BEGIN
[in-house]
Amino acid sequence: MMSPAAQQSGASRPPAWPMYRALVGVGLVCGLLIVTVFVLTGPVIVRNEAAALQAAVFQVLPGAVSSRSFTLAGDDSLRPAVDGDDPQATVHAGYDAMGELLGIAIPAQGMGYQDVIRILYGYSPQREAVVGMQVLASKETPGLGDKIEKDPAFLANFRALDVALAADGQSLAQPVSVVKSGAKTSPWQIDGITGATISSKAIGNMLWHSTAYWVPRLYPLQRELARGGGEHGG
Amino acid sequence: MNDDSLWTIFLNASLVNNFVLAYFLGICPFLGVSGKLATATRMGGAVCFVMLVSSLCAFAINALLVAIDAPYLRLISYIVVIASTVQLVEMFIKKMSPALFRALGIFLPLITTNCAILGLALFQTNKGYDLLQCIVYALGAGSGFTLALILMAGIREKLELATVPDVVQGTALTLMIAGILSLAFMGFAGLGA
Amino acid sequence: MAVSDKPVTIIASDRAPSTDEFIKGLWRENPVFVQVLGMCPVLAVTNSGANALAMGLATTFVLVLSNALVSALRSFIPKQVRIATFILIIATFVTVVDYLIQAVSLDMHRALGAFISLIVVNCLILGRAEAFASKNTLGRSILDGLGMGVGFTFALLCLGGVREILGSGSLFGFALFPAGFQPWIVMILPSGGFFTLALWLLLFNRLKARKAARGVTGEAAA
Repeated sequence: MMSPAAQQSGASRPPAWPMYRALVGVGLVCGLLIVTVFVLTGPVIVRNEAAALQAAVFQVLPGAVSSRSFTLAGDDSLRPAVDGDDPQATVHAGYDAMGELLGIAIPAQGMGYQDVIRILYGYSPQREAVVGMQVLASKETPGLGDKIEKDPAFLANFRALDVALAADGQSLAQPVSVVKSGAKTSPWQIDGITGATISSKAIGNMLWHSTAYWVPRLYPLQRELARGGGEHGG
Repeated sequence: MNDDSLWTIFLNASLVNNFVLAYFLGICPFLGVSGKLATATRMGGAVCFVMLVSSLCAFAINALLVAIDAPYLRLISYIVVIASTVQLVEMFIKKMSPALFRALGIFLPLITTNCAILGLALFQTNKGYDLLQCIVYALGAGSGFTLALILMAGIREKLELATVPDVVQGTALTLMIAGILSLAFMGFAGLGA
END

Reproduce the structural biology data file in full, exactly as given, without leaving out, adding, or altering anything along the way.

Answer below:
[in-house]
Amino acid sequence: MMSPAAQQSGASRPPAWPMYRALVGVGLVCGLLIVTVFVLTGPVIVRNEAAALQAAVFQVLPGAVSSRSFTLAGDDSLRPAVDGDDPQATVHAGYDAMGELLGIAIPAQGMGYQDVIRILYGYSPQREAVVGMQVLASKETPGLGDKIEKDPAFLANFRALDVALAADGQSLAQPVSVVKSGAKTSPWQIDGITGATISSKAIGNMLWHSTAYWVPRLYPLQRELARGGGEHGG
Amino acid sequence: MNDDSLWTIFLNASLVNNFVLAYFLGICPFLGVSGKLATATRMGGAVCFVMLVSSLCAFAINALLVAIDAPYLRLISYIVVIASTVQLVEMFIKKMSPALFRALGIFLPLITTNCAILGLALFQTNKGYDLLQCIVYALGAGSGFTLALILMAGIREKLELATVPDVVQGTALTLMIAGILSLAFMGFAGLGA
Amino acid sequence: MAVSDKPVTIIASDRAPSTDEFIKGLWRENPVFVQVLGMCPVLAVTNSGANALAMGLATTFVLVLSNALVSALRSFIPKQVRIATFILIIATFVTVVDYLIQAVSLDMHRALGAFISLIVVNCLILGRAEAFASKNTLGRSILDGLGMGVGFTFALLCLGGVREILGSGSLFGFALFPAGFQPWIVMILPSGGFFTLALWLLLFNRLKARKAARGVTGEAAA
Repeated sequence: MMSPAAQQSGASRPPAWPMYRALVGVGLVCGLLIVTVFVLTGPVIVRNEAAALQAAVFQVLPGAVSSRSFTLAGDDSLRPAVDGDDPQATVHAGYDAMGELLGIAIPAQGMGYQDVIRILYGYSPQREAVVGMQVLASKETPGLGDKIEKDPAFLANFRALDVALAADGQSLAQPVSVVKSGAKTSPWQIDGITGATISSKAIGNMLWHSTAYWVPRLYPLQRELARGGGEHGG
Repeated sequence: MNDDSLWTIFLNASLVNNFVLAYFLGICPFLGVSGKLATATRMGGAVCFVMLVSSLCAFAINALLVAIDAPYLRLISYIVVIASTVQLVEMFIKKMSPALFRALGIFLPLITTNCAILGLALFQTNKGYDLLQCIVYALGAGSGFTLALILMAGIREKLELATVPDVVQGTALTLMIAGILSLAFMGFAGLGA